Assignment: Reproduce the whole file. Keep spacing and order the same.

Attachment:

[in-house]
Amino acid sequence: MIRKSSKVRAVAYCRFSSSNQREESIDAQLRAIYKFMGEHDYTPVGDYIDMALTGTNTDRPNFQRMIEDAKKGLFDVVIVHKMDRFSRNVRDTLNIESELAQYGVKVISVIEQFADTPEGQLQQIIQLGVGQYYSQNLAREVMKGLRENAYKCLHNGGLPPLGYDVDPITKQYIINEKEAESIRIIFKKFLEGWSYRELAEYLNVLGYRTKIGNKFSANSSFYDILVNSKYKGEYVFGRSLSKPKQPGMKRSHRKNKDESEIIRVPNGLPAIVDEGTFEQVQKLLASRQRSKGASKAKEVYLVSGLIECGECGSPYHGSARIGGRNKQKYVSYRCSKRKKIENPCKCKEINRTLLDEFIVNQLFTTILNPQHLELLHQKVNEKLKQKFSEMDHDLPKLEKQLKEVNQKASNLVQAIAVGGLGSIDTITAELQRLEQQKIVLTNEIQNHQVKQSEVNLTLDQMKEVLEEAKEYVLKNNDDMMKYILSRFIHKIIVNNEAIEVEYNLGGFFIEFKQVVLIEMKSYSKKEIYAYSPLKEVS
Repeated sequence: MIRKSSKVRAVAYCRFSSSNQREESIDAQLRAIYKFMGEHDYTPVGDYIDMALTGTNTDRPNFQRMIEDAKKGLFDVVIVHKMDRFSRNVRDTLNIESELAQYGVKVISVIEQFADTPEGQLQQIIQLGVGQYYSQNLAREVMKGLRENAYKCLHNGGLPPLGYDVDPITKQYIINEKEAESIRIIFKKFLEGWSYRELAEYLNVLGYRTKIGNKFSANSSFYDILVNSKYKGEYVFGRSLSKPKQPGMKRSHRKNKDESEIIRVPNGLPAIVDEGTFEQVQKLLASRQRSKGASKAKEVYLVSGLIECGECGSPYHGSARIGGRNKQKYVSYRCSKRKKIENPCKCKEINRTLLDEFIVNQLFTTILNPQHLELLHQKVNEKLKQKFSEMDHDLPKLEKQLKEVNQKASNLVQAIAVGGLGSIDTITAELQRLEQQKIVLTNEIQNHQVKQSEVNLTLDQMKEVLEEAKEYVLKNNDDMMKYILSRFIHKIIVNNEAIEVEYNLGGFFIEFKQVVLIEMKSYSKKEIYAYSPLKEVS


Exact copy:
[in-house]
Amino acid sequence: MIRKSSKVRAVAYCRFSSSNQREESIDAQLRAIYKFMGEHDYTPVGDYIDMALTGTNTDRPNFQRMIEDAKKGLFDVVIVHKMDRFSRNVRDTLNIESELAQYGVKVISVIEQFADTPEGQLQQIIQLGVGQYYSQNLAREVMKGLRENAYKCLHNGGLPPLGYDVDPITKQYIINEKEAESIRIIFKKFLEGWSYRELAEYLNVLGYRTKIGNKFSANSSFYDILVNSKYKGEYVFGRSLSKPKQPGMKRSHRKNKDESEIIRVPNGLPAIVDEGTFEQVQKLLASRQRSKGASKAKEVYLVSGLIECGECGSPYHGSARIGGRNKQKYVSYRCSKRKKIENPCKCKEINRTLLDEFIVNQLFTTILNPQHLELLHQKVNEKLKQKFSEMDHDLPKLEKQLKEVNQKASNLVQAIAVGGLGSIDTITAELQRLEQQKIVLTNEIQNHQVKQSEVNLTLDQMKEVLEEAKEYVLKNNDDMMKYILSRFIHKIIVNNEAIEVEYNLGGFFIEFKQVVLIEMKSYSKKEIYAYSPLKEVS
Repeated sequence: MIRKSSKVRAVAYCRFSSSNQREESIDAQLRAIYKFMGEHDYTPVGDYIDMALTGTNTDRPNFQRMIEDAKKGLFDVVIVHKMDRFSRNVRDTLNIESELAQYGVKVISVIEQFADTPEGQLQQIIQLGVGQYYSQNLAREVMKGLRENAYKCLHNGGLPPLGYDVDPITKQYIINEKEAESIRIIFKKFLEGWSYRELAEYLNVLGYRTKIGNKFSANSSFYDILVNSKYKGEYVFGRSLSKPKQPGMKRSHRKNKDESEIIRVPNGLPAIVDEGTFEQVQKLLASRQRSKGASKAKEVYLVSGLIECGECGSPYHGSARIGGRNKQKYVSYRCSKRKKIENPCKCKEINRTLLDEFIVNQLFTTILNPQHLELLHQKVNEKLKQKFSEMDHDLPKLEKQLKEVNQKASNLVQAIAVGGLGSIDTITAELQRLEQQKIVLTNEIQNHQVKQSEVNLTLDQMKEVLEEAKEYVLKNNDDMMKYILSRFIHKIIVNNEAIEVEYNLGGFFIEFKQVVLIEMKSYSKKEIYAYSPLKEVS